- TOP PLAYERSOffensePABLO S. TORRE | August 20, 2012
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"That's all right, Brother George. No goddam magic in that."
But here was the difference: In a few weeks Pfeifer would laugh and tell anecdotes about the day that he left his world and entered another. Jonathan could not. Sometimes he felt the suspicious eyes of whites upon him, felt his tongue turn to stone, his English jumble, when he tried to express to them his feelings. He had but to utter that name to white ears—Takes Enemy—to feel his own ears begin to turn red.
All day and night as he grew up, the television had been on in his home, floating images into his head of white men who drove long cars and lived in wide houses, of Indians who were slow-witted and savage and usually, by the movie's end, dead. One day, when he was in junior high, he saw a movie about Custer's Last Stand. He couldn't help himself; in his stomach he felt thrilled when the Indians rolled over the hills and slaughtered every white man. It bewildered him, a few years later, to learn that it was the Sioux and Cheyenne who had slain Custer's troops—that several Crow scouts had ridden with Custer. Everything was muddy, nothing ran clean. It was whites who made him speak English most of the day when he entered first grade, rather than the Crow language he had grown up speaking; whites who hung a dead coyote from the outside mirror of Plenty Coups High School's team bus; whites who sang "One little, two little, three little Indians" at his brothers when they played away games in high school. And yet it was Hardin's white athletic director and assistant principal, Kim Anderson, who sometimes drove far out of his way to make sure Jonathan made it to school in the morning; white teachers who offered him encouragement and hope when he passed them in the halls.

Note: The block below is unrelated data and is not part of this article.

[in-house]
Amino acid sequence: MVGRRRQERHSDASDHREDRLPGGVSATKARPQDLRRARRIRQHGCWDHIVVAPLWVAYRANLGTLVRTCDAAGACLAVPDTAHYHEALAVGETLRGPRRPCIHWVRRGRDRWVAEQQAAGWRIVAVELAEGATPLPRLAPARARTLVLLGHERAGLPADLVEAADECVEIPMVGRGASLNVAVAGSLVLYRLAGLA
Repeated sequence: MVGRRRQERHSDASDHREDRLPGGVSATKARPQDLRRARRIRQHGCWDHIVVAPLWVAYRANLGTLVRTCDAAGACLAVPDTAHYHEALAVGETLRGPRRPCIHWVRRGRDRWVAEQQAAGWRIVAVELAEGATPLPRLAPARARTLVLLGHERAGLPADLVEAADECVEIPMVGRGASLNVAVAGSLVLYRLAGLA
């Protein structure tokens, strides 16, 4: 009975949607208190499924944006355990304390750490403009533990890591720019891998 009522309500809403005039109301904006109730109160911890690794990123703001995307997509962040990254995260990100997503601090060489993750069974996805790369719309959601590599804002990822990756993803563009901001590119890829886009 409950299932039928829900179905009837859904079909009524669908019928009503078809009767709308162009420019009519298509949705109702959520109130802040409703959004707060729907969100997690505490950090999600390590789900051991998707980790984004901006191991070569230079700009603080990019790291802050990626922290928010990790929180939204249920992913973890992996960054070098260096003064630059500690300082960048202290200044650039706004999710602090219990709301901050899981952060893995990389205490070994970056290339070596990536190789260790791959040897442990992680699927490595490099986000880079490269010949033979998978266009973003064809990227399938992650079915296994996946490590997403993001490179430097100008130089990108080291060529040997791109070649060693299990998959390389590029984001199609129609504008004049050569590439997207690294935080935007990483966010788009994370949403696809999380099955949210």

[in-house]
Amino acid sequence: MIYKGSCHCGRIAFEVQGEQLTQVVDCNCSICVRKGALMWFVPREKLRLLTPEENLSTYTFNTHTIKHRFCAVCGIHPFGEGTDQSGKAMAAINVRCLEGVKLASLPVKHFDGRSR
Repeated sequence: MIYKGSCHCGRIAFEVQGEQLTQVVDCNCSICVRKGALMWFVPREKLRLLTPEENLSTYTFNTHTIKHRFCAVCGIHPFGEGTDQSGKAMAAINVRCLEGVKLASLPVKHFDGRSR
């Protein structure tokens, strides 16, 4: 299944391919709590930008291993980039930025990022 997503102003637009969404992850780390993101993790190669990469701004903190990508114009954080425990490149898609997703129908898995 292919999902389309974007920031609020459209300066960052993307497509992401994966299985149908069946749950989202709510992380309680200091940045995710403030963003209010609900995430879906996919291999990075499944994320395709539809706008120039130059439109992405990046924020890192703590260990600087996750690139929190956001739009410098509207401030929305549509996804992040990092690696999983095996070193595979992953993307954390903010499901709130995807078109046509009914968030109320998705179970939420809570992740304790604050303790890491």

Sometimes he would bicycle up the steep incline to the Custer Battlefield, a mile and a half from his home, to sit alone near the markers that showed where each of the white men had fallen, and to stare off into the distance. From here the world stretched out and waited for him to touch it; from here he could see land and a life beyond the reservation. In the daydream he often had here, it would be he who was walking from the wide house to the long car, he waving a cheery goodbye to his wife and kids, he driving off down the well paved road to the well paid job, he acting out the clichéd American dream he saw on the TV screen. What choice had he? There no longer existed an Indian success cliché to dream of.